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When a pupil’s anger issues may be linked to low self-esteem

There are many reasons why a pupil might act out at school or show anger. Not understanding the feelings that they are experiencing can be frustrating and they may channel this frustration into angry outbursts.

Sometimes having low self-esteem can make it difficult for a pupil to deal with anger. Here are some instances when angry outbursts may be linked to low self-esteem.

When a pupil is being bullied

Anger is often used to disguise other feelings, such as embarrassment and sadness. Pupils who are being bullied, either verbally or physically, may try to suppress these feelings by putting on an angry front.

When a pupil is struggling with low self-esteem, they are likely to be more vulnerable to verbal abuse and take whatever is said much more personally. They might be bullied for the way they look or their inability to live up to the pressure of appearance ideals which can make them feel self-conscious.

When a pupil feels that they don’t fit in socially

When a pupil is lacking in body confidence and struggles with low self-esteem, they probably won’t feel attractive or ‘cool’ enough to be worthy of fitting in with their peers or able to build healthy friendships. They may be experiencing lots of feelings including isolation, discontent with the way they look, jealousy when it comes to other pupils’ appearances or feeling inadequate when comparing themselves to the images that they come across on social media or in magazines. These feelings might seem overwhelming and for some pupils it may seem easier to channel them as anger.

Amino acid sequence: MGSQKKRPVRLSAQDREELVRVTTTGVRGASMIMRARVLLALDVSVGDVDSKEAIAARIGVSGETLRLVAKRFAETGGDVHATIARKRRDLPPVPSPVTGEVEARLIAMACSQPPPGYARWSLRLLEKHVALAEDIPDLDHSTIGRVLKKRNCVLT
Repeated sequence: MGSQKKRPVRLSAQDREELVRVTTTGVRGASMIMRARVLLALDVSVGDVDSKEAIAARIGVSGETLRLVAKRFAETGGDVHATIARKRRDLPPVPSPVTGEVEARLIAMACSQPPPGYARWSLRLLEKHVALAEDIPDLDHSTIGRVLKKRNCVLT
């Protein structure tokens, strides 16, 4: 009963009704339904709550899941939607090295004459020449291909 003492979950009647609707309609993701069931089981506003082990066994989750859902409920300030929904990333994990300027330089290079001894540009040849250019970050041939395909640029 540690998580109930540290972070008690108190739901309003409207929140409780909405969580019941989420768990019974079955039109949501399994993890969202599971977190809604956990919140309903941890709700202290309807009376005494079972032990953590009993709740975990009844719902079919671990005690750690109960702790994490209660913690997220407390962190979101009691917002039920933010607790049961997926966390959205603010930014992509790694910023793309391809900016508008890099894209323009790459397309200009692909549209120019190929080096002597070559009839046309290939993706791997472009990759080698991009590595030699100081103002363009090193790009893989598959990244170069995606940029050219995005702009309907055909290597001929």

When a pupil feels that they are not being heard in class

A pupil with low self-esteem may not have the confidence to speak up in class or feel as though their opinions are not worthy. If a pupil thinks that they are not able to achieve certain things, or that their opinions do not matter, this can build up as frustration which may eventually trigger outbursts. Children with low self-esteem will need to feel reassured that they have someone they trust that they can talk to who can help them figure out why they may be feeling this way.

Download your free teaching resources here. 

The Dove Self-Esteem Project offers free PSHE Association-accredited resources to enable you to deliver a series of self-esteem workshops in your school. The resources are designed to boost pupils’ self-esteem and build their body confidence. There are five sessions covering a range of issues from exploring how appearance ideals have changed over time to learning the critical skills required when it comes to unrealistic images in the media.

Session three: Confront comparisons can help pupils see how focusing on appearance often leads to unhelpful comparisons. Instead of judging other people's physical features to be 'better' than their own, the session looks at positive ways of making comparisons. Session four: Banish Body Talk can help encourage pupils to avoid talking about appearances and take the focus away from other pupils’ physical appearances. There is also a single session workshop available, covering the topics from the five sessions in less depth.

Read, download or print the free Uniquely Me parent guide

The free Uniquely Me parent guide is packed with much more advice and some practical activities to help support you with boosting children’s body confidence and self-esteem.

This downloadable pdf contains expert advice from Dove Self-Esteem Project global experts from the fields of psychology, body image, self-esteem, eating disorders and media representation to create a resource for parents that is focused on advice and action.